When thinking of art fairs, we immediately tend to refer to the large-scale trade shows, like Art Basel, Freeze or TEFAF, however, the local art fairs are just as important and provide opportunities for representation and exhibition. The critical difference is that, in a major or a medium-size art fair, the gallerists are the protagonists, that exhibit the artists they represent.
Gallery representation is not commonplace for most artists; more than half of the artists worldwide, according to Artnet, are not represented by physical galleries. It is easily justified: there is always a risk for dealers in starting to show a new, unknown artist.
For the artist, the critical task is to get on the radar. Paradoxically, this means that the best way to get someone else to show your work is sometimes to start by taking on exhibition opportunities on your own.
So, participating in an art fair that gathers a large number of visitors among which are gallerists, art dealers, talent hunters, and collectors with purchasing power is a no-brainer for any artist at the beginning of their journey. But here comes the big question:
How much does participating in an art fair cost?
Well, the issue is more complicated than it may seem. Major art fairs, that prefer working with galleries rely on the Rent Fees they get per each sq.m. of “Booth space” - the larger a gallery’s exhibition space, the more it costs. That’s why in major art fairs, the most significant and central areas are occupied by blue-chip galleries: Gagosian, David Zwirner, White Cube, Perrotin to name just a few, since they can afford to pay roughly 1000 USD per sq.m. by exhibiting and selling multi-million dollar artwork.
Smaller fairs have more modest Booth Costs, that typically are 300-500 USD per sq.m., and are generally less picky when it comes to the exhibitor selection.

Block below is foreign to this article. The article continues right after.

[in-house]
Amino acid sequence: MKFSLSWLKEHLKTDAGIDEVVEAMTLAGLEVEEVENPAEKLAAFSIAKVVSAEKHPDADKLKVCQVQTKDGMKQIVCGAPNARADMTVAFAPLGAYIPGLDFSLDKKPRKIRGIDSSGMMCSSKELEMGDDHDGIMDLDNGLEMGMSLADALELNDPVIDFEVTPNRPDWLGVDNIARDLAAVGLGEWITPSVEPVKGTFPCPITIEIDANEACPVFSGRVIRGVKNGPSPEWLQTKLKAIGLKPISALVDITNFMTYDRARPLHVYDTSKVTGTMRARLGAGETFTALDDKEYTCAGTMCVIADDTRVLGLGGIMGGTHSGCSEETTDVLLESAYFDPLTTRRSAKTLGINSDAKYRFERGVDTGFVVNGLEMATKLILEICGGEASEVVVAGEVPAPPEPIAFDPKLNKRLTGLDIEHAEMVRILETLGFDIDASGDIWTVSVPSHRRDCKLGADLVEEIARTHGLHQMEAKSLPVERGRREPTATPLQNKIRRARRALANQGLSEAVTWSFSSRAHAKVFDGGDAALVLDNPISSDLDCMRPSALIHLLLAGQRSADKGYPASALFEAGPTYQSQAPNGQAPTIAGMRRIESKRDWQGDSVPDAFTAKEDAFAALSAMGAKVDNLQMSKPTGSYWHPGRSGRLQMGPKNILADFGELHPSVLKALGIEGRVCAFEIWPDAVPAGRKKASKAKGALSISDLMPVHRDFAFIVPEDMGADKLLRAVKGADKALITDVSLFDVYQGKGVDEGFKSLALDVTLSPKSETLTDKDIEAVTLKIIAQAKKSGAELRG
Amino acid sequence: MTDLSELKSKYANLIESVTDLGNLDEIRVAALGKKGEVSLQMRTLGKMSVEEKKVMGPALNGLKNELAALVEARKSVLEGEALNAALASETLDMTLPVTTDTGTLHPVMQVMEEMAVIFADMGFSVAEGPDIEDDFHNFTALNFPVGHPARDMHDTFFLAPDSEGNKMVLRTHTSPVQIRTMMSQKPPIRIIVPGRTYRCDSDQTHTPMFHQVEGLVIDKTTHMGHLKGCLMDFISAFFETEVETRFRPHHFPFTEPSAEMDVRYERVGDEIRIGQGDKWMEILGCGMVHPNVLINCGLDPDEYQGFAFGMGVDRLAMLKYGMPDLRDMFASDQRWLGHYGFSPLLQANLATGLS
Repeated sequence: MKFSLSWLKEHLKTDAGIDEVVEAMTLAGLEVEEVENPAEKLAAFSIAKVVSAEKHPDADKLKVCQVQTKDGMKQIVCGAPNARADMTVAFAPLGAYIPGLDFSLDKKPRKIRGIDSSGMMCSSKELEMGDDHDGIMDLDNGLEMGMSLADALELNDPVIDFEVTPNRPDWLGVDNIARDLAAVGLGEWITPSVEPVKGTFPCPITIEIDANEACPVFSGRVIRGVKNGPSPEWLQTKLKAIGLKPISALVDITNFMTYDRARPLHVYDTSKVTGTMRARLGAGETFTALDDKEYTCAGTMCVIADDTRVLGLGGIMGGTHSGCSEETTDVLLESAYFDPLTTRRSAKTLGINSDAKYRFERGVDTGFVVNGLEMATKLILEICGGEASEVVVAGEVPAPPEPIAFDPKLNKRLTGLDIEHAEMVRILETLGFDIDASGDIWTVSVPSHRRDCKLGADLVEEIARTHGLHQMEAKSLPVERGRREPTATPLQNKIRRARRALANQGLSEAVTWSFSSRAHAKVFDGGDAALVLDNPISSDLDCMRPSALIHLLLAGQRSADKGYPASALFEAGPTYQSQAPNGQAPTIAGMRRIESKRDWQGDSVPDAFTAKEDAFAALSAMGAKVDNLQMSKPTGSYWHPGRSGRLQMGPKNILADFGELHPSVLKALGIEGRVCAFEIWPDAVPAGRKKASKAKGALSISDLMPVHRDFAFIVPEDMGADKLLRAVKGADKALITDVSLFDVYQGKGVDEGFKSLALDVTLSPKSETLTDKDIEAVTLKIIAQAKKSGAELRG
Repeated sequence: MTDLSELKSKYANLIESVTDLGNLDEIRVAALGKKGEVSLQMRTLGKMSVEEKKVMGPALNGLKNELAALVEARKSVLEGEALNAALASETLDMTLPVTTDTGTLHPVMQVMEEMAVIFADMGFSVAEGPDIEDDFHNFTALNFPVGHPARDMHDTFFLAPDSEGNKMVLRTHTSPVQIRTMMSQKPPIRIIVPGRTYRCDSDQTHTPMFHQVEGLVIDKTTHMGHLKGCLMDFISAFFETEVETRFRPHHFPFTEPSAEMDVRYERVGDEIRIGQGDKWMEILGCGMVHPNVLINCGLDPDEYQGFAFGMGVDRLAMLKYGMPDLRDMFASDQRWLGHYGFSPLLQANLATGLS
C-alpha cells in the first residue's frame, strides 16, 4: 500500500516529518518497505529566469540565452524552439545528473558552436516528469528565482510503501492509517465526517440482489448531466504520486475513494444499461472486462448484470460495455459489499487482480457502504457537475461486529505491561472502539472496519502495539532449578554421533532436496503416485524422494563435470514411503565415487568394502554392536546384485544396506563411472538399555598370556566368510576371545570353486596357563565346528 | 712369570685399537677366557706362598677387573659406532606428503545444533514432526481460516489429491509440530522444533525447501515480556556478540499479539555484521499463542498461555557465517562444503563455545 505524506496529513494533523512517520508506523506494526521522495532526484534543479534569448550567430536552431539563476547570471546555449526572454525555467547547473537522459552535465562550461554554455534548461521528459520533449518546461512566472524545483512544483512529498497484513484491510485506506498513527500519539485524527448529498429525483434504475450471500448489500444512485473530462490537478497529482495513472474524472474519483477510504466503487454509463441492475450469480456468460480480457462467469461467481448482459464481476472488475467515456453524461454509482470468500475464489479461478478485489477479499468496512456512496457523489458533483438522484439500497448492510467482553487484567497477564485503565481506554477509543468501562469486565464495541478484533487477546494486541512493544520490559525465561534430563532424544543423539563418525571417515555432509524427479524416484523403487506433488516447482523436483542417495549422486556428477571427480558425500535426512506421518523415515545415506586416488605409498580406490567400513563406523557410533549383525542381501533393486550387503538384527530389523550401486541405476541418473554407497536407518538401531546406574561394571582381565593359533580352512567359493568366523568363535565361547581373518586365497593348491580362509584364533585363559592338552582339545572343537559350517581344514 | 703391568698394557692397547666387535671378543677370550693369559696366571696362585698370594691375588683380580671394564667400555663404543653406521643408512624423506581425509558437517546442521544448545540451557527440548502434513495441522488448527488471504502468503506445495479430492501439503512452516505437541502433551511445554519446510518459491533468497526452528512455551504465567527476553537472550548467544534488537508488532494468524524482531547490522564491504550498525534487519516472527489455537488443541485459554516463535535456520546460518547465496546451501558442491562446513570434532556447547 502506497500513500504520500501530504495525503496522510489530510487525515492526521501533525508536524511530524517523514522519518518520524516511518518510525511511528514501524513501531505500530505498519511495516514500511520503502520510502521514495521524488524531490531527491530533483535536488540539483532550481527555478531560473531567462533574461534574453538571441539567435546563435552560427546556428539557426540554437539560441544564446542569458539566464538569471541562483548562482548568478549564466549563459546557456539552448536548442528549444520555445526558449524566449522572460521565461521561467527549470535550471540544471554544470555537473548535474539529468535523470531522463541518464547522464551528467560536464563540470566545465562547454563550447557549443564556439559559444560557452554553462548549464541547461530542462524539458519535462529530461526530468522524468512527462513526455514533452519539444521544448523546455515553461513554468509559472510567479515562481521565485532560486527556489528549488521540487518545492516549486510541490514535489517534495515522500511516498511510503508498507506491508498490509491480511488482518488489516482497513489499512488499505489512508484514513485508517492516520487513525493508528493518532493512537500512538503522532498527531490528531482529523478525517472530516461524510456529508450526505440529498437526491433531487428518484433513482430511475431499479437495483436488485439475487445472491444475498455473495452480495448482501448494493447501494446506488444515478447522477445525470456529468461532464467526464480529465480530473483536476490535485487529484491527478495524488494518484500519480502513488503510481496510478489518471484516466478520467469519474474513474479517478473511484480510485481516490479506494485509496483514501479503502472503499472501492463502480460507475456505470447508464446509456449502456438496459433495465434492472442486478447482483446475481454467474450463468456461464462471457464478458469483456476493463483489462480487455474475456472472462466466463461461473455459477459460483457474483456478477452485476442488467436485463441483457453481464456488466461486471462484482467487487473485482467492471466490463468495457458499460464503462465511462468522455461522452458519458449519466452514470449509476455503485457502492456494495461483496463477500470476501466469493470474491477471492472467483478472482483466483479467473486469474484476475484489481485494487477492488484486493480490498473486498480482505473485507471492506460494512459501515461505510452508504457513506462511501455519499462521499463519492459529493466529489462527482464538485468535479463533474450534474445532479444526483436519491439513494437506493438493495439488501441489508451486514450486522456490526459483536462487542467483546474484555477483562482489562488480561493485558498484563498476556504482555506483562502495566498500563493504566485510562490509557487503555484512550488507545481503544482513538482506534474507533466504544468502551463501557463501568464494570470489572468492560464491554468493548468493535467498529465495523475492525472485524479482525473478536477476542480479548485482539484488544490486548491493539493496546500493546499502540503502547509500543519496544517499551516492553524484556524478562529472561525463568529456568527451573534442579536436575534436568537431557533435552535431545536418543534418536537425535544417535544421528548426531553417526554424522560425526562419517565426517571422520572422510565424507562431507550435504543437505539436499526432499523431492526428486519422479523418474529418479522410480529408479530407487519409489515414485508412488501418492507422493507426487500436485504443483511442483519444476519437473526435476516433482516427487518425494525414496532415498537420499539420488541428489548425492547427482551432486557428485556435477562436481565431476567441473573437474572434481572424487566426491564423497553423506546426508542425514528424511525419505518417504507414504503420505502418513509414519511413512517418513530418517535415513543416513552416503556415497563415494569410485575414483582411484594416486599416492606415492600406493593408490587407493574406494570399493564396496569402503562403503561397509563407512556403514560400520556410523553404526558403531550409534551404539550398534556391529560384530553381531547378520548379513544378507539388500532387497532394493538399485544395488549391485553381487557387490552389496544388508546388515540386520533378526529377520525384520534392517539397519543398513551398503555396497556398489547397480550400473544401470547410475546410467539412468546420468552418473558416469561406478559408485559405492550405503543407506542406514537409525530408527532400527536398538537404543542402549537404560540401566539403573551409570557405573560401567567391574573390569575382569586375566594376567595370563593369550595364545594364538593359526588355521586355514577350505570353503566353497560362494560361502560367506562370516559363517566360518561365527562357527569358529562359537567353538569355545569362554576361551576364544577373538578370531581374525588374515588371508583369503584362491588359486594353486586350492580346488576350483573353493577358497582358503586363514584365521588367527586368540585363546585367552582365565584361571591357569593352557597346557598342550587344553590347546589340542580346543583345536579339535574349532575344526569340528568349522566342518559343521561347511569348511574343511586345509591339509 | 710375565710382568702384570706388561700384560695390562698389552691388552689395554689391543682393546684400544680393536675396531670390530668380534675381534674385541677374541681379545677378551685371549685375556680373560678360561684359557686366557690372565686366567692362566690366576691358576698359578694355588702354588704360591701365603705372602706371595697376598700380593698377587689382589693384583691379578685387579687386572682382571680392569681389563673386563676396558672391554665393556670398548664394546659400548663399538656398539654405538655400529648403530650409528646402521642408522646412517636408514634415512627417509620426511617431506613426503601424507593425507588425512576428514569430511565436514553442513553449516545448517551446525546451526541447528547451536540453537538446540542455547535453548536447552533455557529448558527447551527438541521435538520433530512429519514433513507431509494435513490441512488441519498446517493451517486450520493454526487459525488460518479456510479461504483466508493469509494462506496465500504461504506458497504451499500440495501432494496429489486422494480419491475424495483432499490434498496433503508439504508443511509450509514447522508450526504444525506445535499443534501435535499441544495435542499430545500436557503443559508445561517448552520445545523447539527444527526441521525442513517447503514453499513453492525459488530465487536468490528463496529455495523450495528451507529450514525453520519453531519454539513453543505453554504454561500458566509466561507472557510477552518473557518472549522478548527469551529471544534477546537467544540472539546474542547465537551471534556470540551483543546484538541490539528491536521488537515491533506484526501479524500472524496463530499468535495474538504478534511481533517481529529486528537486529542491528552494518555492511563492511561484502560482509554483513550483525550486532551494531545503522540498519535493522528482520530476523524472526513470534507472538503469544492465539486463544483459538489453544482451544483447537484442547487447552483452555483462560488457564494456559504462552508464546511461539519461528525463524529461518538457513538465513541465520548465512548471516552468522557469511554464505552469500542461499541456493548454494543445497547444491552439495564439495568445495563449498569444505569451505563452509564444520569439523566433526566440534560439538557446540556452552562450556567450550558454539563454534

The artist-focused fairs that generally exhibit emerging and lesser-known talents, are often supported by government cultural programs, local businesses, corporations or are self-financed to cover the venue cost, labour, advertisement, marketing and other essential expenses. They tend to have the lowest Booth Costs on the market that generally range 100-300 USD per sq.m.
What are the three most essential cost aspects of any temporary art exhibition:
Application Fee - Rarely absent, in most cases range from 30 USD to 100 USD
Booth Cost - Varies greatly, is calculated per sq. m.
Installation and Transport - Applies to most major art fairs, where galleries are looking to arrange their exhibition space with the help of Exhibition designers. In smaller art fairs the installation is often assigned to the artists - they are expected to purchase or rent foldable and reusable exhibition panels, chairs, tables or other furniture for an approximate cost of 150 USD.
It is essential to keep in mind:
Sales and Commissions - different fairs have various policies of Sale during the event. At some, it is possible to perform transactions directly between each gallery or participant; at others, the transactions are only allowed through the internal system that then takes its “cut” off the sale.
Framing costs - framing is not necessary, but in some cases, it does add to the artwork’s attractiveness for the collectors at the fair who may be looking for a "ready-to-hang" piece.
Travel and accommodation costs - If the art fair in question is taking place outside of one’s place of residence, it may be useful to arrange for all the collateral and travel activities in advance.
Comparison of costs is relative and refers to online sources indicated below.
REA! Art Fair, being a non-profit organisation, compares to most fairs in the absence of Booth Costs. However, a modest Application fee is requested from artists to partially support this year’s Edition.
Following our long-term vision, we hope to be able to create more opportunities and abolish all costs for artists during the future editions and enable more emerging creators to participate and exhibit their artwork for free.
Interested to know more about the cost of art fairs? Take a Look at these!